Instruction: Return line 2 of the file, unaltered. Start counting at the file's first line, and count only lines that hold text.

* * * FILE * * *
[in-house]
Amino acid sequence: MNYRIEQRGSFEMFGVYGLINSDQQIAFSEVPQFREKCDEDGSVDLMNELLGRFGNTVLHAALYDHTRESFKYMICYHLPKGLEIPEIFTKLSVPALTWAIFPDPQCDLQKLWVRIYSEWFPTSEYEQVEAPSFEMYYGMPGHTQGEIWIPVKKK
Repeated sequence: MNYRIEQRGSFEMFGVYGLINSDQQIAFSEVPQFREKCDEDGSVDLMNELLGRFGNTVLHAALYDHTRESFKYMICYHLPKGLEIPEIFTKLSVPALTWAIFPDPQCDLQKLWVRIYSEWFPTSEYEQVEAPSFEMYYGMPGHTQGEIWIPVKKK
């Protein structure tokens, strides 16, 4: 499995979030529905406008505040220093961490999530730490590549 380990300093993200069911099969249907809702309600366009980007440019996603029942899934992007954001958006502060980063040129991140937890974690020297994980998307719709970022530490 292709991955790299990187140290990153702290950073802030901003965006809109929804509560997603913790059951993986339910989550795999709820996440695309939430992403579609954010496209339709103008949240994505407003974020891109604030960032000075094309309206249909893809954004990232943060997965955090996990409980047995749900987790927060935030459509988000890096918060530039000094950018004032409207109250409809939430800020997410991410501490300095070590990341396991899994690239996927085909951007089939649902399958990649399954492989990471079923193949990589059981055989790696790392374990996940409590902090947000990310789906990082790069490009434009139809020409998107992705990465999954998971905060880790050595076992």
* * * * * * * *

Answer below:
Amino acid sequence: MNYRIEQRGSFEMFGVYGLINSDQQIAFSEVPQFREKCDEDGSVDLMNELLGRFGNTVLHAALYDHTRESFKYMICYHLPKGLEIPEIFTKLSVPALTWAIFPDPQCDLQKLWVRIYSEWFPTSEYEQVEAPSFEMYYGMPGHTQGEIWIPVKKK